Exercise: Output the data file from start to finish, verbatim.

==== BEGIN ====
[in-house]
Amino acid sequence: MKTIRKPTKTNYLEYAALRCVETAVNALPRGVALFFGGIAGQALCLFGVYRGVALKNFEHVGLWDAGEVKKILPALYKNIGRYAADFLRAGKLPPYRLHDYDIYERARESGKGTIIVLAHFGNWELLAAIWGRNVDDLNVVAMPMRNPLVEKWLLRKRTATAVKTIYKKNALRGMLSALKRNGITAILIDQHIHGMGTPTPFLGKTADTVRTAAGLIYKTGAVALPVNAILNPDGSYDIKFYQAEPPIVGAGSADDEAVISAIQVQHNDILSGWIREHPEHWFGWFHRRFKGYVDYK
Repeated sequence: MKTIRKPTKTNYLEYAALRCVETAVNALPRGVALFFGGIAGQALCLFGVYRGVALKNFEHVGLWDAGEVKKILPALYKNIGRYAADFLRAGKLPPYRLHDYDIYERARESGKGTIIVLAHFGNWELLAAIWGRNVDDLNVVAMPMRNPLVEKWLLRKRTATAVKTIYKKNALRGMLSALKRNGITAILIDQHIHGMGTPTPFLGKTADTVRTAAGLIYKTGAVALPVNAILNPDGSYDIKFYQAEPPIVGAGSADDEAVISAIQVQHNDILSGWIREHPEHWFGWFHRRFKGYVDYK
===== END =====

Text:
[in-house]
Amino acid sequence: MKTIRKPTKTNYLEYAALRCVETAVNALPRGVALFFGGIAGQALCLFGVYRGVALKNFEHVGLWDAGEVKKILPALYKNIGRYAADFLRAGKLPPYRLHDYDIYERARESGKGTIIVLAHFGNWELLAAIWGRNVDDLNVVAMPMRNPLVEKWLLRKRTATAVKTIYKKNALRGMLSALKRNGITAILIDQHIHGMGTPTPFLGKTADTVRTAAGLIYKTGAVALPVNAILNPDGSYDIKFYQAEPPIVGAGSADDEAVISAIQVQHNDILSGWIREHPEHWFGWFHRRFKGYVDYK
Repeated sequence: MKTIRKPTKTNYLEYAALRCVETAVNALPRGVALFFGGIAGQALCLFGVYRGVALKNFEHVGLWDAGEVKKILPALYKNIGRYAADFLRAGKLPPYRLHDYDIYERARESGKGTIIVLAHFGNWELLAAIWGRNVDDLNVVAMPMRNPLVEKWLLRKRTATAVKTIYKKNALRGMLSALKRNGITAILIDQHIHGMGTPTPFLGKTADTVRTAAGLIYKTGAVALPVNAILNPDGSYDIKFYQAEPPIVGAGSADDEAVISAIQVQHNDILSGWIREHPEHWFGWFHRRFKGYVDYK